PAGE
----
April 28, 2011 / 1:06 PM / 9 years ago

As conflict drags on, food supplies run low in Benghazi

BENGHAZI, Libya (Reuters) - Far from the front line where Libyan rebels take on Muammar Gaddafi’s forces, Saleh Awad is fighting his own battle to keep his grocery store stocked with basic foodstuffs such as butter, cheese and sugar.

Libyan civilians, injured during the Misrata siege, are seen inside the Albanian ferry Red Star after arriving in the port of Benghazi following an evacuation operation from the battered city of Misrata organized by IOM (International Organization for Migration) April 28, 2011. REUTERS/Yannis Behrakis

Awad’s store in the rebel stronghold of Benghazi is packed with milk cartons, canned tuna and loaves of bread — for now. He says trade disruptions since the Libyan uprising began in mid-February have made replenishing stocks a daily struggle, while prices of items such as cooking oil have doubled.

“These are the hardest days we’ve had so far, because we can’t get the goods we want when we want them. We’ve never had anything like this before,” Awad said as he rang up purchases.

“The last couple of days I have not been able to find any cheese. I used to buy two or three boxes, but some days you can’t find any.”

Fears of a looming food shortage in eastern Libya have grown since the World Food Programme warned this week that food stocks were not being replenished at normal rates and that current stocks would run out in two months.

Most international grain trading houses have suspended business with the rebel-held east over fears of non-payment, European traders say, while shipping companies are staying away from Libya over fears of breaching a U.N. arms embargo, a shipping group said.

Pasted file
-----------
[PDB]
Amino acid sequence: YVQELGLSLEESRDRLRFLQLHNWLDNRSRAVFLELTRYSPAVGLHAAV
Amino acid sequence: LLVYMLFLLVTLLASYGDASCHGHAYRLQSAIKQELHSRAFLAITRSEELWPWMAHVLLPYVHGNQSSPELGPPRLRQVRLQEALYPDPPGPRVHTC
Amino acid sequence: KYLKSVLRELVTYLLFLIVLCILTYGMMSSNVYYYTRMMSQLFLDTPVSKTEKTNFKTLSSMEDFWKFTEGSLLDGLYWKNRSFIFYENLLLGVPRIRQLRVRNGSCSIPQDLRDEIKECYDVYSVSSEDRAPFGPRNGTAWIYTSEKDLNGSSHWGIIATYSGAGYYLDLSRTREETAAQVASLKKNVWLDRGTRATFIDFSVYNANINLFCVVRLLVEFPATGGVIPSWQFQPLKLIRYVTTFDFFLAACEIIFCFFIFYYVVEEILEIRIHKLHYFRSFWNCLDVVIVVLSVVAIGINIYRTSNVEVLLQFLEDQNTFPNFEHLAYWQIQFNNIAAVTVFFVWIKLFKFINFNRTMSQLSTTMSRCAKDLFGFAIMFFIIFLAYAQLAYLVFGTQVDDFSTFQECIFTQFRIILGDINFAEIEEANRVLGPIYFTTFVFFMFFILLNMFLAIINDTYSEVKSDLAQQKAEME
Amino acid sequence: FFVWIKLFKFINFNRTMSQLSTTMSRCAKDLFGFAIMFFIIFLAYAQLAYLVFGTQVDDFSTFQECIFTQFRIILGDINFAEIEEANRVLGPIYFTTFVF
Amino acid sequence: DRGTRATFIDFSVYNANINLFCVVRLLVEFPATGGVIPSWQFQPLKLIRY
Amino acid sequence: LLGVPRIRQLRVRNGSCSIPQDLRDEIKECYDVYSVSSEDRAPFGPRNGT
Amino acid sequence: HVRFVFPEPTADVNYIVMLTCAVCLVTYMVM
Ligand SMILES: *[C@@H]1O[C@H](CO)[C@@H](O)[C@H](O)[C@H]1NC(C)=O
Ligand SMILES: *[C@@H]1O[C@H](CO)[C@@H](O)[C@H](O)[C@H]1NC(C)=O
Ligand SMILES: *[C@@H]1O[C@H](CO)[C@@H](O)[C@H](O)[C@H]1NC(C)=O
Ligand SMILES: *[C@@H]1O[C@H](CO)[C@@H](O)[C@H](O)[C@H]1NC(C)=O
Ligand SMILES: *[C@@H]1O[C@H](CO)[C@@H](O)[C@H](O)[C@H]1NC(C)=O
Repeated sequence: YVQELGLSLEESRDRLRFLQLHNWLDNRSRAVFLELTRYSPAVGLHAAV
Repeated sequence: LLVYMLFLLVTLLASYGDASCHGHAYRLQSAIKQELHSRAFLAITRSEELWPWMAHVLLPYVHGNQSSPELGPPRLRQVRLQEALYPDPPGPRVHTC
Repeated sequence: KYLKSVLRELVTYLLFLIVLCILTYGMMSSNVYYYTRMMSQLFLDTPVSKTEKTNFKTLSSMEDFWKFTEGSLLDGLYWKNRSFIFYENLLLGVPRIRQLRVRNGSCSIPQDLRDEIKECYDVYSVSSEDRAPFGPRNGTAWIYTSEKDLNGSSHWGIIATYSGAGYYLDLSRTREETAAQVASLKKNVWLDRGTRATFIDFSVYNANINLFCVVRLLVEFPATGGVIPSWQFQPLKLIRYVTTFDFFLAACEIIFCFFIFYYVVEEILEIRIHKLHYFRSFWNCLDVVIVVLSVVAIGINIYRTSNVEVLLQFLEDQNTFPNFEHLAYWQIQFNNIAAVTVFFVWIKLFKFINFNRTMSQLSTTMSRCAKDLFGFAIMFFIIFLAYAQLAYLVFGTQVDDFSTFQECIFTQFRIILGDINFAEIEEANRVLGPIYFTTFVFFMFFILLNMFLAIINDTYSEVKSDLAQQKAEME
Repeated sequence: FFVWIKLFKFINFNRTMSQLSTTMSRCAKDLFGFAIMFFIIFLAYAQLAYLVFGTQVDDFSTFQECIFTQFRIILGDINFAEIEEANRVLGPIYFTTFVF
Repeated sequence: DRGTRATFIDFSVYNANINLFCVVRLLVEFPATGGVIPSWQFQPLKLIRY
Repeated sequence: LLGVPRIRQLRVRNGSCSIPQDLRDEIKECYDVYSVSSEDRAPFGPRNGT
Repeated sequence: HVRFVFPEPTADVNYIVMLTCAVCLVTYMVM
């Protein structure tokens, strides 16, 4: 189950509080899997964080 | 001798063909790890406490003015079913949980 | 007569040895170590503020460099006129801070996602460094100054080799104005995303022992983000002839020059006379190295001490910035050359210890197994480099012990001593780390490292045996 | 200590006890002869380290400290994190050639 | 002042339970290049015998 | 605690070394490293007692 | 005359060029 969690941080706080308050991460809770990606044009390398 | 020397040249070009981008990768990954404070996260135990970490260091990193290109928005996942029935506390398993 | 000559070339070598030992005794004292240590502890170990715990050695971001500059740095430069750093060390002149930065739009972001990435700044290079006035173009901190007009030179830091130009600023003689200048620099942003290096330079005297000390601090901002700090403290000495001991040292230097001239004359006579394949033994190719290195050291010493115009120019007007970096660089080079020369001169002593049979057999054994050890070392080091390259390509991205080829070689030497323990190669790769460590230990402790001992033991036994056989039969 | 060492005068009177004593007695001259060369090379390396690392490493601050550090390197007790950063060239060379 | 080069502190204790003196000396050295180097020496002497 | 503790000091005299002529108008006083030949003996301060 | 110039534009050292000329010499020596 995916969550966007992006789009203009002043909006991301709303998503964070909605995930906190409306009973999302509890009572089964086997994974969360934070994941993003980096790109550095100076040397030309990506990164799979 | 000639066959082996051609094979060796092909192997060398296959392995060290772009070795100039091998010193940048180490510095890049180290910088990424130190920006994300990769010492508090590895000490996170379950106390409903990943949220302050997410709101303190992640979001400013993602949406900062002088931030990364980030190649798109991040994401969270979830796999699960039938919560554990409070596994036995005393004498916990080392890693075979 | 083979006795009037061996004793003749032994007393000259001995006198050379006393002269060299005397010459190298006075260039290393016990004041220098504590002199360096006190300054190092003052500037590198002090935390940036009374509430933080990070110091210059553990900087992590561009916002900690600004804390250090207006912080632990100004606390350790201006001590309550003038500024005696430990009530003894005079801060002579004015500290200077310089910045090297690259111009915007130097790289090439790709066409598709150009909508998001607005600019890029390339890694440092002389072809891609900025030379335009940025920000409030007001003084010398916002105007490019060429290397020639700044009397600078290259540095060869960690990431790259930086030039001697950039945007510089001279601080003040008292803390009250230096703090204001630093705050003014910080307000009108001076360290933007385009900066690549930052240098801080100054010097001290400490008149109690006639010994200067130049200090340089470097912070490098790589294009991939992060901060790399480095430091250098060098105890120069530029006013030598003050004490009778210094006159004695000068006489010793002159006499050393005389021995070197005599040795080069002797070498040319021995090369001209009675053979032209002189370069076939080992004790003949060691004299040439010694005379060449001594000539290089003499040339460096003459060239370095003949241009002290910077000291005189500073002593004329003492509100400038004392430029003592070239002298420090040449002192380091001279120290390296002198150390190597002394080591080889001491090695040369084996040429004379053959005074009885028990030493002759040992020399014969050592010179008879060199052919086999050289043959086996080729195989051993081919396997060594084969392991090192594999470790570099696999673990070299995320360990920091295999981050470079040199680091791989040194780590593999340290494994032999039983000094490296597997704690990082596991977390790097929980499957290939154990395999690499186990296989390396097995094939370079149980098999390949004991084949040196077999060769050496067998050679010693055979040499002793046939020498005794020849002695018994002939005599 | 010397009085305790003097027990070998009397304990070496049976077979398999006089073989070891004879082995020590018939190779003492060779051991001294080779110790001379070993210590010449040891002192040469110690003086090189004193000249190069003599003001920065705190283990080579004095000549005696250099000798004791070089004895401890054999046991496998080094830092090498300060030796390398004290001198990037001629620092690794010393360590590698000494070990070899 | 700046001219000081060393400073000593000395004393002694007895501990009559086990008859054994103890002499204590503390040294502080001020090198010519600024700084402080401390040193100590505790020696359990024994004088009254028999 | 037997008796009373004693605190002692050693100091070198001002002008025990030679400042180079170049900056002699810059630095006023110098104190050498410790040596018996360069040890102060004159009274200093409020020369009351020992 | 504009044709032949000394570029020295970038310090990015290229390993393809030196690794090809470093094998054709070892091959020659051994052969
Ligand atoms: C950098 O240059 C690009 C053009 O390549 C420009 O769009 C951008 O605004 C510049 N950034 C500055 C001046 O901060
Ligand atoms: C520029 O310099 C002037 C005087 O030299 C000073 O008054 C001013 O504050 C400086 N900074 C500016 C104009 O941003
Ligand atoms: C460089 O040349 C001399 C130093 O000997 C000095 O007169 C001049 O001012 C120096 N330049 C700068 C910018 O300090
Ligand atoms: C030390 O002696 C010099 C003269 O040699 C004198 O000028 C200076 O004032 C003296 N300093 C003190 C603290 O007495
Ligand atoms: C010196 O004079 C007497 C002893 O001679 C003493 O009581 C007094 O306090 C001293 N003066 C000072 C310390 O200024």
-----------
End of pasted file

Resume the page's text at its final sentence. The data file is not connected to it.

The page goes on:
Awad said he suspected that some people had started hoarding food as the conflict drags on. Residents of nearby towns were also coming to Benghazi to stock up on food, he said.


Benghazi’s stores remain reasonably stocked for now, but the difficulty in securing food imports has sent prices of basic foodstuffs soaring.

At a large supermarket in the city center, where the shelves are filled with eggs, juices, frozen foods and chocolate, manager Ibrahim Al-Arabi said he was trying to keep prices down.

Most food items were still available, he said, but difficulty in finding the foreign currency to pay manufacturers meant he was running out of specialty items such as sugar-free foods for diabetics.

“Before the revolution, I could choose what I wanted from Europe, but these days you have to take what you get,” he said.

Supplies are now largely brought over land from Egypt to the east along about 1,500 km (900 miles) of highway, since Gaddafi’s forces have cut off the city from the west and disrupted shipping from Europe and Asia at eastern ports.

At Awad’s store, a bottle of vegetable oil that retailed for 2.5 Libyan dinars ($2) now goes for 5 dinars, while the price of sugar has more than doubled to 2.25 dinars a kilo.

Many Libyans in Benghazi say the higher prices and scarce supplies are a small price to pay for a possible end to four decades of Gaddafi’s rule.

But the strain is starting to show on some families, as the conflict enters its third month and the rebel National Council scrambles to secure funds to pay salaries and handouts.

Haida Rashidi, 55, a widow with six children, said feeding her family has become tougher every day, especially on the 200 dinars a month she gets from the rebel government.

“Everything is available but prices are going up,” she said. “I’m trying to use very little tomato and oil each day.”

Additional reporting by Michael Hogan in Hamburg, Valeri Parent and Sybille de La Hamaide in Paris and Jonathan Saul in London, editing by Miral Fahmy

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